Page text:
>> those using cowries in Africa may make the co-propagating ideas less
>> apparent to people in Europe and North America, but this does mean that=
>> ideas are absent.=20
>I also have reservations about the issue of transmission/replication of=20
>beliefs. Even accepting for the present that belief is actually=20
>transmitted (which I don't accept - but that's another argument),=20
>there is still a substantial body of evidence, beginning with the=20
>classic work of LaPiere in the 1930s which suggests that professed=20
>beliefs are of little or no relevance to subsequent behaviour=20
>(reviewed by Cronk 1995, pp.183-185). Belief, even if we could=20
>say that it is transmitted (which I don't think we can, what is=20
>transmitted is a language statement eg. 'I believe x' - a=20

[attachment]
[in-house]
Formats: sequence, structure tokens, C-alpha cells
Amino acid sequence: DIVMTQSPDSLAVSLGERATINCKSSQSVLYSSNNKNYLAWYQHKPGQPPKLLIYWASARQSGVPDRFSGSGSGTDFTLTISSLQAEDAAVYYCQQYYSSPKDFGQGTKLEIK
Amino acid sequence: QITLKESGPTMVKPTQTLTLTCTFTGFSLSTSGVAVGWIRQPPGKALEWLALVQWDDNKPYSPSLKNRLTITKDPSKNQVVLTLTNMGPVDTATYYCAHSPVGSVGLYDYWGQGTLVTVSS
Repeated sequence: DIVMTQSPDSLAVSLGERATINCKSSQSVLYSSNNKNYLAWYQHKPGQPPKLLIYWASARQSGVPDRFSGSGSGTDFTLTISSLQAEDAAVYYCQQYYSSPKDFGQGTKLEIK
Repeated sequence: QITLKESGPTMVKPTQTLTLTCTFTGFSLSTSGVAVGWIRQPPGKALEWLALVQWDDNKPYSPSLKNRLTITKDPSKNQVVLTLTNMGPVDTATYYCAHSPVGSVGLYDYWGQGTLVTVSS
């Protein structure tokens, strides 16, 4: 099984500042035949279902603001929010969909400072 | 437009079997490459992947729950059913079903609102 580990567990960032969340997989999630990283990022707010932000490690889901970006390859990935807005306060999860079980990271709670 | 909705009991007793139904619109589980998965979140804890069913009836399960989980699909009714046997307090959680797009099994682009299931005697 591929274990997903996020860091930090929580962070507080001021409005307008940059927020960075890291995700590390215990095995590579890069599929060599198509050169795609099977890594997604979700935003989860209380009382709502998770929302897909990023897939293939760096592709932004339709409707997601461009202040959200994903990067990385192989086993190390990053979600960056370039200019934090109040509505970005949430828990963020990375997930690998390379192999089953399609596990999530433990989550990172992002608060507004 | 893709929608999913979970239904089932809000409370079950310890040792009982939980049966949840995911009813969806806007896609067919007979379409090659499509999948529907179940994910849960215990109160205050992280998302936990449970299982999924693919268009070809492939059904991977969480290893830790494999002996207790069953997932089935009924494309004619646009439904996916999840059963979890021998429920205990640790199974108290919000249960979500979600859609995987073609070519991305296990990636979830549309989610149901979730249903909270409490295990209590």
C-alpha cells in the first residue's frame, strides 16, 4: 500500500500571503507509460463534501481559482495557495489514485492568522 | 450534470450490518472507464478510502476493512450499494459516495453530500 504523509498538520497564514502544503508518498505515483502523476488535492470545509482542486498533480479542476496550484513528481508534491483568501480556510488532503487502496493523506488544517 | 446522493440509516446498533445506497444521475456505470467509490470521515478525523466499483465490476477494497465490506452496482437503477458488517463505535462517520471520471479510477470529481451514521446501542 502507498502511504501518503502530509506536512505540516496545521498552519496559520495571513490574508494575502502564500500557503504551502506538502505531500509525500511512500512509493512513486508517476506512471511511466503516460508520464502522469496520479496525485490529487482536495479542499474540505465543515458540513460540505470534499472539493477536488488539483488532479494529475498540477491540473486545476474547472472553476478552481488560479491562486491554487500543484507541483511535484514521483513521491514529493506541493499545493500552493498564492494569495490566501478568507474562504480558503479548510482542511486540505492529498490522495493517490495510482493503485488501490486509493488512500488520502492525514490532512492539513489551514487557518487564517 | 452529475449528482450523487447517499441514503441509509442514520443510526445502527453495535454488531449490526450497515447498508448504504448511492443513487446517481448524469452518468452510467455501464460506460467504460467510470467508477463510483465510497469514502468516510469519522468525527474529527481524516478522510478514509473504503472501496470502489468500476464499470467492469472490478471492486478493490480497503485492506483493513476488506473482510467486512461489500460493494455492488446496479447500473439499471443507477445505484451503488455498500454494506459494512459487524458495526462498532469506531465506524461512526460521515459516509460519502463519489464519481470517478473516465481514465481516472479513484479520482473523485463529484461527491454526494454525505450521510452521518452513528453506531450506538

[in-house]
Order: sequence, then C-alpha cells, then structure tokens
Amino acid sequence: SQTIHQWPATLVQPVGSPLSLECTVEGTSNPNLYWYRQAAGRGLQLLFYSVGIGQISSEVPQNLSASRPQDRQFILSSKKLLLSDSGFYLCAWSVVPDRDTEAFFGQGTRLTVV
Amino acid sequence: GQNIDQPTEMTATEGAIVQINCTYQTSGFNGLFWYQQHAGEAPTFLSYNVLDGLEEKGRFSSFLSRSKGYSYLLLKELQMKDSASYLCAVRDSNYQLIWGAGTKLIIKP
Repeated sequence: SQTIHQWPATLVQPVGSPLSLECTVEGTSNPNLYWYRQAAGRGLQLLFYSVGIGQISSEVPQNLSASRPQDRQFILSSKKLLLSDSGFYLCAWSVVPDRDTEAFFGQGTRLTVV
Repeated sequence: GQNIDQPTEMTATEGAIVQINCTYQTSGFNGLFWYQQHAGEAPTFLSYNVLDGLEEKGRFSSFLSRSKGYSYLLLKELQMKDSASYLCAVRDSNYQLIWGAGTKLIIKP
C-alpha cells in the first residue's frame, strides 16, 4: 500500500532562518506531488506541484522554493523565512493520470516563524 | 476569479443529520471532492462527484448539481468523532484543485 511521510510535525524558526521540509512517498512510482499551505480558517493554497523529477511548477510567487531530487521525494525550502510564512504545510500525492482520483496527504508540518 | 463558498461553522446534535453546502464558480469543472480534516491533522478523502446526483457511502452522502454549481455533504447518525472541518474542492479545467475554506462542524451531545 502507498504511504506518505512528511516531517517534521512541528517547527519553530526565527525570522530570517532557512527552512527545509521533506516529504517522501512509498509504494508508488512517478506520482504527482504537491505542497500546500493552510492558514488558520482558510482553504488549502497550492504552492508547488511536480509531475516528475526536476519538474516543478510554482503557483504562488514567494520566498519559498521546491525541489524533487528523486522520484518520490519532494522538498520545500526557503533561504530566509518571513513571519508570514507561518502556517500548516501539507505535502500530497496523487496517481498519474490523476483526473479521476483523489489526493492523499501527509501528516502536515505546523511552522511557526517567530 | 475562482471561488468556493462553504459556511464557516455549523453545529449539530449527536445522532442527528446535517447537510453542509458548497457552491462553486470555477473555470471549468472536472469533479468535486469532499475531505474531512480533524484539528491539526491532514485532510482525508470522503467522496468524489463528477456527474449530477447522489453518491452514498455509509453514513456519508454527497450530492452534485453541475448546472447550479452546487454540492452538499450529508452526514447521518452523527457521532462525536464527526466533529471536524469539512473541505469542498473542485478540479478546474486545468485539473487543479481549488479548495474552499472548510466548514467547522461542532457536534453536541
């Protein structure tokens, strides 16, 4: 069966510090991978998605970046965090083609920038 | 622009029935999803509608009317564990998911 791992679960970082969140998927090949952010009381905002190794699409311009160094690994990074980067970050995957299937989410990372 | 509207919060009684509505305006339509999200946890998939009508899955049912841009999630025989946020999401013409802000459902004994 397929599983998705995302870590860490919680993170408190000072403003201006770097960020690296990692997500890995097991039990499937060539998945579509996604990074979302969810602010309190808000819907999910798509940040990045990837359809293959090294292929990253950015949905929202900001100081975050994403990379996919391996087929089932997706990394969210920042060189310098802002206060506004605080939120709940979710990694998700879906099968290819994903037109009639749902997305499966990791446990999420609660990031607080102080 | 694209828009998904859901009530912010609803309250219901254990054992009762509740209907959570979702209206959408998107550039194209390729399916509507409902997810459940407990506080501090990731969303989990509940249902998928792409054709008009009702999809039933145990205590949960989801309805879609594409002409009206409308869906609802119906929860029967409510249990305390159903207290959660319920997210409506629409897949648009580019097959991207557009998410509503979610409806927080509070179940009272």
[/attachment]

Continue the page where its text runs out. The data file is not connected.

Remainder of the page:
>performative utterance in the jargon of linguistic philosophers),=20
>is largely irrelevant to the material and behavioural=20
>manifestations of culture in the real world.

"Largely irrelevant" admits of further definition. Such salient behaviors
as turning to face Mecca several times a day versus attending a church on
Sunday really call out for explanations. Also, a belief in the importance
of Islamic law may also clash with, say, a belief in the validity of Hindu
caste systems. Let's hope this doen't lead to nuclear war.=20

>> What you can count are hosts of mnemons, each of which corresponds to a
>> single mnemon instantiation. This does involve making functional
>> definitions, as with surveys and polling methods. Yes, there are cases
>> where counting hosts is more difficult than counting objects, but I have
>> also pointed out problems in usefully counting instantiations of certain